Everything in the universe, except what humans have manufactured Evolution In biology, evolution can be defined as any change in the heritable traits (physical traits ex. Skin color, hair, eyes, etc of an organism) within a population, across generations . Life’s Levels of Organization Matter – anything that occupies space and has mass – consists of atoms which combine to form molecules Atom- Fundamental building block of all matter (living and nonliving things) Elements- Are made up of atoms Joined together chemically Cell- Smallest unit of life Organism – An individual; consists of one or more cells UNITY
Overview of Life’s Unity All living things have similar characteristics Require energy and nutrients Sense and respond to change Reproduce with the help of DNA Energy Sustains Life’s Organization One-way flow of energy through the biosphere and cycling of nutrients among organisms sustain life’s organization. Ex: water cycle, nitrogen cycle, etc.
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Energy- The capacity to do work Nutrient- Substance that is necessary for survival, but that an organism can’t make for itself DIVERSITY The millions of species on Earth vary greatly in details of body form and function Each species is given a unique two-part name that includes genus and species Ames Species- A type of organism Genus- Group of species that share a unique set of traits The unity of life is based on DNA and a common genetic code *The DNA is responsible for heredity and for programming the activities of the cell.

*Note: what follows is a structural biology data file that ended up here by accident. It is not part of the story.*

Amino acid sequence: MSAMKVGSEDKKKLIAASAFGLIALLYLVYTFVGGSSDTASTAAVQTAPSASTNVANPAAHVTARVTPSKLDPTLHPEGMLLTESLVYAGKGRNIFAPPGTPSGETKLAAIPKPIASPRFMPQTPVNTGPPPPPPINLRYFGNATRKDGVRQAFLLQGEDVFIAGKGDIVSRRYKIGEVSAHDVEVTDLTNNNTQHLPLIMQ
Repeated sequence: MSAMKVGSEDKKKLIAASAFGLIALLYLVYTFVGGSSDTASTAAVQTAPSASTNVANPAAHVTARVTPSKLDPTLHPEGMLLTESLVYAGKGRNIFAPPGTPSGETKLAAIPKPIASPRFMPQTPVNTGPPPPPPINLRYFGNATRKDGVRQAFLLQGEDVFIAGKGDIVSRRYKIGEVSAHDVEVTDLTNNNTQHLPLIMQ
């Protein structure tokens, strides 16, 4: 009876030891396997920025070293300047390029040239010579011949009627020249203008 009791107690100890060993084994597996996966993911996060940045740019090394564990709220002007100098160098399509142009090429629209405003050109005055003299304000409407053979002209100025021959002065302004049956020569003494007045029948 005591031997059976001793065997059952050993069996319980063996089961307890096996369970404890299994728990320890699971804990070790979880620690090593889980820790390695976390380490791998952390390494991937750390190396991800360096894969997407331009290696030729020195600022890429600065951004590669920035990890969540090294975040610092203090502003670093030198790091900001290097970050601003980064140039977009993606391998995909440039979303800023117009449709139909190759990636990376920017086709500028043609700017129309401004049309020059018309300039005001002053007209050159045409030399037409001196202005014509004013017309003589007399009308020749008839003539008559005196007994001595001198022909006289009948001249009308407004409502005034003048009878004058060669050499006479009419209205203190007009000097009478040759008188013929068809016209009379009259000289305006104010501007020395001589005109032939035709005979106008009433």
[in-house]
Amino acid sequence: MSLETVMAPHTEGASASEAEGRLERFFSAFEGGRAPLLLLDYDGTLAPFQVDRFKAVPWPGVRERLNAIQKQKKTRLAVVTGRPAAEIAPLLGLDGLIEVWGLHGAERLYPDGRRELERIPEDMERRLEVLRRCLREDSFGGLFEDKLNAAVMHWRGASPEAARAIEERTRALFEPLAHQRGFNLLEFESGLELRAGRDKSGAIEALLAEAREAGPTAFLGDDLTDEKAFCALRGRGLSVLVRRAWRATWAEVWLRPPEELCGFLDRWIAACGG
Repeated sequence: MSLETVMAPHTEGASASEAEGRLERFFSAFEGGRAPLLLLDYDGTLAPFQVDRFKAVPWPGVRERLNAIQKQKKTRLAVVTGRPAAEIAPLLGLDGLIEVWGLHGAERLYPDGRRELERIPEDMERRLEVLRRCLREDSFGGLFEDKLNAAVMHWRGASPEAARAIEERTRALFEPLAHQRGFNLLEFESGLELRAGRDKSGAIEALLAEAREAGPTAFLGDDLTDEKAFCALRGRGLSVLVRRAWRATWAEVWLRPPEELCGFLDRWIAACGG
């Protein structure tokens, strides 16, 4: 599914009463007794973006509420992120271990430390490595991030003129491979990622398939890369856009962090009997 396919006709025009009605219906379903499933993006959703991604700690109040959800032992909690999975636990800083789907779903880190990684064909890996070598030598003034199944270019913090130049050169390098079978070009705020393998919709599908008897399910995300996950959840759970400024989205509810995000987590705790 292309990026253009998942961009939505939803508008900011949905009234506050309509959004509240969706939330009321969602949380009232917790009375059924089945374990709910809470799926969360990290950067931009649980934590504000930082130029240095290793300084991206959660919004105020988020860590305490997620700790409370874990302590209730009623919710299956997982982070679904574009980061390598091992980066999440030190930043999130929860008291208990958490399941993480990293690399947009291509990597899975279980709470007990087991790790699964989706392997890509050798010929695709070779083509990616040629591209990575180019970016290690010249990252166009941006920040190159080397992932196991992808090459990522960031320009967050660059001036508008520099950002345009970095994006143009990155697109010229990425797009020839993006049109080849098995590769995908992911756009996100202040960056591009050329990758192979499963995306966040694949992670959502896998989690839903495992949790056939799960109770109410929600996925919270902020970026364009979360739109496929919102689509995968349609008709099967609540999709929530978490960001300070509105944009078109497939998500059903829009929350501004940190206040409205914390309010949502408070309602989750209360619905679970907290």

Evolution explains the unity & diversity of life. *Biological evolution by natural selection explains how life changes over time How Science Works Researchers make and test potentially falsifiable predictions about how the natural world works Generally, scientific inquiry involves forming a hypothesis (testable assumption) about an observation then making and testing predictions based on the hypothesis A hypothesis that is not consistent with the results of scientific tests is modified or discarded Common Research Practices 1 .
Observe some aspect of nature 2. Frame a question about your observation 3. Propose a hypothesis (a testable explanation of the observation) 4. Make a prediction – a statement based on a hypothesis, about some condition that should exist if the hypothesis is not wrong 5. Test the accuracy of the prediction by experiments or gathering information. 6. Assess the results of the tests (data) to see f they support or disprove the hypothesis 7.
Conclusions: Report all steps of your work and conclusions to the scientific community A Scientific Theory Scientific theory A hypothesis that has not been disproved after many years of rigorous testing Useful for making predictions about other phenomena Laws of Nature Law of nature Generalization that describes a consistent and universal natural phenomenon for which we do not yet have a complete scientific information Example: gravity Examples of Scientific Theories SCIENCE – Mankind’s ongoing, collective, and systematic attempt to accurately describe reality.